2. LINEAR COMPARTMENTAL SYSTEMS

    Let us consider a compartmental system consisting of n compartments described by a linear differential equation

    i=Ax+a.

    where x E R is a state variable n-vector x =(x1,x2,. .,x,), and T stands for transpose of a vector. For i~1. X, represents the concentration of a labeled observable quantity (e.g., a drug), or the strength of a labeled observable quality (excitatory, or inhibitory, etc.) in the ith compartment, where 1={1,2,..., n}. A = (ati) is the n X n constant observable quantity (or quality) transport rate matrix, and a E R is the constant input rate vector from external sources. In view of the physical significance, the elements of the matrix A must satisfy the conditions:

    ai, < 0, iEI (2) -

  • 4 G. S. LADDE

    and

    ay > 0, i#j, iJ E I. (3)

    From (2) and (3) we immediately observe that the constant observable quantity (or quality) transport rate matrix A is a Metzler matrix [14]. Throughout our discussion, we assume that the linear compartmental sys- tem (1) is open. See [7, 18, 231.

    It has been observed [ 1, 21 that the solution x(t, to,x,,) of (1) is non- negative for all tat,, (t,,x,)ER+XR;, where R+=[O,cs), R;={xE R :x, > 0 Vi E I}. Furthermore, the steady state x* of (1) is equal to -A -]a whenever A is nonsingular. Therefore, the stability of x* = -A -a of (1) is equivalent to the stability of x* = 0 of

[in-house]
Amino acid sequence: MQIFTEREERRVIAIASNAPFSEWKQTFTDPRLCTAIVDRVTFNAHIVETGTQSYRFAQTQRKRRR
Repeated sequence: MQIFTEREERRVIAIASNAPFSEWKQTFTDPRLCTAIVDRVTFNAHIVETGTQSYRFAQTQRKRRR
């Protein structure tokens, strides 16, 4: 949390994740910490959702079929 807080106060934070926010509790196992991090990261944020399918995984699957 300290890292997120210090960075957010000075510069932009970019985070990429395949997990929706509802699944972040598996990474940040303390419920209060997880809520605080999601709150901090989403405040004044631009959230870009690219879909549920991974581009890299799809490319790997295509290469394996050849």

.k=Ax. (4)

    For more details, see [8]. By following the argument used in [8], we conclude that the steady state

    x* = 0 of (4) is stable [22] if and only if the Metzler matrix A is a Hicks matrix [ 141.

    The main objective of the present work is to study the effects of the strength of the interactions among the compartments on the stability of the steady state of an open compartmental system under structural perturba- tions. In order to study the effects of the strength of interactions among compartments on the stability of the steady state x* in (1) let us assume that the elements av of the matrix A have the following form:

    (5)

    In (5) eG are elements of the n x n interconnection matrix E =(e,), and they can take on values between zero and one. By eV we represent the strength of connection of the compartment x, with the compartment xi, ranging from disconnection (eV = 0) to full connection (eU = 1). Furthermore, the interconnection matrix E represents the structural changes in the interactions among the compartments in (1). In particular, the shutdown of a pathway from ith compartment to the jth compartment in the compart- mental system is represented by e,, = 0. The disappearance of the pathways between the ith and jth compartments in the system is shown by eU = eji = 0.

  • STABILITY OF COMPARTMENTAL SYSTEMS 5

    The disconnection or disappearance of the pth compartment in the com- partmental system (1) is represented by eiP = ePj = 0 for all ij E I. If ePi = 0 for all